Over the past few years, the topic of depression has become more talked about in our culture. Many celebrities opened up about their own struggles with postpartum depression – like Courtney Cox, Gwyneth Paltrow, and Hayden Panettiere. According to MentalHelp.net, “It is estimated that up to 15% of the adult population will experience depression at some point.” And according to the CDC, “About 1 in 9 women experience symptoms of postpartum depression.”
What is postpartum depression?
The National Institute of Mental Health describes postpartum depression as, “A mood disorder that can affect women after childbirth. Mothers with postpartum depression experience feelings of extreme sadness, anxiety, and exhaustion that may make it difficult for them to complete daily care activities for themselves or for others.”
What causes it?
According to the National Institute of Mental Health, there is no specific cause for postpartum depression. But rather, it is a reaction to a combination of physical and emotional changes that mothers face throughout the time of their pregnancy and their child’s birth. Pregnancy affects a woman physically and emotionally, especially since hormone levels rise as a result of bearing a child. Because every woman’s hormones are different and each pregnancy is different, no mother can control the postpartum depression they may face. Therefore, it is not a result of something they did or did not do. It’s how their body and emotions are adjusting to caring for their newborn.
How do I know if I have it?
Because this type of depression varies for every mother, the only way to know for sure that you have postpartum depression is to be diagnosed by a doctor or your healthcare provider. Having this diagnosis will help you know for sure if you are experiencing this type of depression and what kind of treatment you need.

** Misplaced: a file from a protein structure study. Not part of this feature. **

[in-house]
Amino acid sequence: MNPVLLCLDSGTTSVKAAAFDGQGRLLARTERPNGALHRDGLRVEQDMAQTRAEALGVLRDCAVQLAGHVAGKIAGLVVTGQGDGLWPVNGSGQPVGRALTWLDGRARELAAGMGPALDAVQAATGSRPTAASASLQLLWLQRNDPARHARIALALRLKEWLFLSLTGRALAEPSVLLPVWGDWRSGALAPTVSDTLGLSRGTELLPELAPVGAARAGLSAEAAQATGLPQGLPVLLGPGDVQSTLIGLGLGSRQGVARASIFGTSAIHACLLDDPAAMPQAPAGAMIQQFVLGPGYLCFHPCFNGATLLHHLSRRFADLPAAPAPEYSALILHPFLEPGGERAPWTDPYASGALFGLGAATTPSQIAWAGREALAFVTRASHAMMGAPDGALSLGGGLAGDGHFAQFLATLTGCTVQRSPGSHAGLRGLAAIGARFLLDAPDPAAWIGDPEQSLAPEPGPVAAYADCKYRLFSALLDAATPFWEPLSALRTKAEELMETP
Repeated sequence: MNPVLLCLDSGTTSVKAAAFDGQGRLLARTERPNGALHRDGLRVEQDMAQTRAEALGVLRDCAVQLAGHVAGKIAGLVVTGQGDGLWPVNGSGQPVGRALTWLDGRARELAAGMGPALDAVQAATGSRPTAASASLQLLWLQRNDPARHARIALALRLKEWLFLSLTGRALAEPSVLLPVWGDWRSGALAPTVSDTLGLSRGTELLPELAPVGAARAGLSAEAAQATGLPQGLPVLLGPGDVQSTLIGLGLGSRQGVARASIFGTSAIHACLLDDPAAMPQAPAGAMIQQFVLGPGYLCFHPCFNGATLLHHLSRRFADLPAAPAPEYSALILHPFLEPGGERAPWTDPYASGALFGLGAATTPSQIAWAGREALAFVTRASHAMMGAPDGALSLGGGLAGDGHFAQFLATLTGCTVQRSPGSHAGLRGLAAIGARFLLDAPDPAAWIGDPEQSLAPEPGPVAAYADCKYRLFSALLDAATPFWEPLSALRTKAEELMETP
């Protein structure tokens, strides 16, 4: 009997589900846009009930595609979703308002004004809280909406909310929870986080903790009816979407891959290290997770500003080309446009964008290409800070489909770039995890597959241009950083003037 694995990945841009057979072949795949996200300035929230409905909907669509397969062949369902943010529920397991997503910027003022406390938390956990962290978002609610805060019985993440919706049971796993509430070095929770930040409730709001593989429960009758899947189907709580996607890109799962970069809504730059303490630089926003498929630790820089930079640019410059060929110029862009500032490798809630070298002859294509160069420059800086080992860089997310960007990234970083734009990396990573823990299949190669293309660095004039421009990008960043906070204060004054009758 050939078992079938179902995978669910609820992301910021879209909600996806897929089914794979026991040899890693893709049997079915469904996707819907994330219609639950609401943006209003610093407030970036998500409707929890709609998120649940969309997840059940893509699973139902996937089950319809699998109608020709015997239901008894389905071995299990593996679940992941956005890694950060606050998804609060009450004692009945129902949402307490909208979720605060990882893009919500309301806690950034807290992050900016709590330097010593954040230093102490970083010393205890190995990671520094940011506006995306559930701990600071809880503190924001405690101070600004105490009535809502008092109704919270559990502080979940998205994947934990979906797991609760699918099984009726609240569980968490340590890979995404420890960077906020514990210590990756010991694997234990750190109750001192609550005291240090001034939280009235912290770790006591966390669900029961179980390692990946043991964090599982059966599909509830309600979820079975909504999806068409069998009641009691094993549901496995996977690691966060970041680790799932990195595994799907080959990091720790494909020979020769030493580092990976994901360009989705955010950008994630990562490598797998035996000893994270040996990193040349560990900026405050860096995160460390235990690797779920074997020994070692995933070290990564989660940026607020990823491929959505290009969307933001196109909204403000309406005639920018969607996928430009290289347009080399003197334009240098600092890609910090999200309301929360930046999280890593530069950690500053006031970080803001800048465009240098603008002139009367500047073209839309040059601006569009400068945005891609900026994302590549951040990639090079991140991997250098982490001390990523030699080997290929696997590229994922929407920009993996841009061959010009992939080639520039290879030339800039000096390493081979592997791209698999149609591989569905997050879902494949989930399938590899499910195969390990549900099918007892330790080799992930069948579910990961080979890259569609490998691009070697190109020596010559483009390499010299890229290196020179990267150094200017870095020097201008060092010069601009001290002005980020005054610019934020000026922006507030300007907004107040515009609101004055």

What is the difference between postpartum depression and the “baby blues”?
The “baby blues” is a term that describes feelings of worry, unhappiness, and fatigue which many women experience after having a baby. Taking care of a new baby can be overwhelming, especially for a new mother. Baby blues are said to affect 80 percent of mothers. However, they are somewhat mild, last a week or two, and go away on their own. Baby blues can share symptoms with postpartum depression, but are usually less severe and not as constant.
What are common symptoms?
Some common symptoms of postpartum depression are: feeling exceedingly sad, worried, anxious, angry, or moody; having trouble concentrating or making decisions; losing interest in enjoyable activities; having trouble eating and/or sleeping; having constant aches or pains; avoiding friends and family; and thinking of harming oneself. Other postpartum depression symptoms include not being able to bond with your baby, constantly doubting your ability to care for your child, etc.
How can it be improved?
Postpartum depression can be improved and managed. There are multiple ways to treat postpartum depression. After you have talked to your doctor, they might prescribe a type of antidepressant that can better regulate your mood. In addition, you may also benefit from regular counseling appointments or other forms of therapy.
If you find yourself having symptoms of postpartum depression, we encourage you to reach out to a medical professional and seek help. If you are facing an unintended pregnancy and are unsure about your options or needing some support, we are here for you. Call 540.434.7528 or schedule an appointment here.
If you are experiencing extreme depression and contemplating suicide, please call this number: 1.800.273.8255. The National Suicide Prevention Lifeline is a national network of local crisis centers that provides free and confidential emotional support to people in suicidal crisis or emotional distress 24 hours a day, 7 days a week. You are not alone.
AVA Care is here to Advocate for you, Validate your concerns and provide Answers to your questions. We are here for you – no matter what you decide. Schedule an appointment online or call 540.434.7528 today.
Dr. Teresa Klansek
The content on this page has been reviewed and approved by our Medical Director Dr. Teresa Klansek.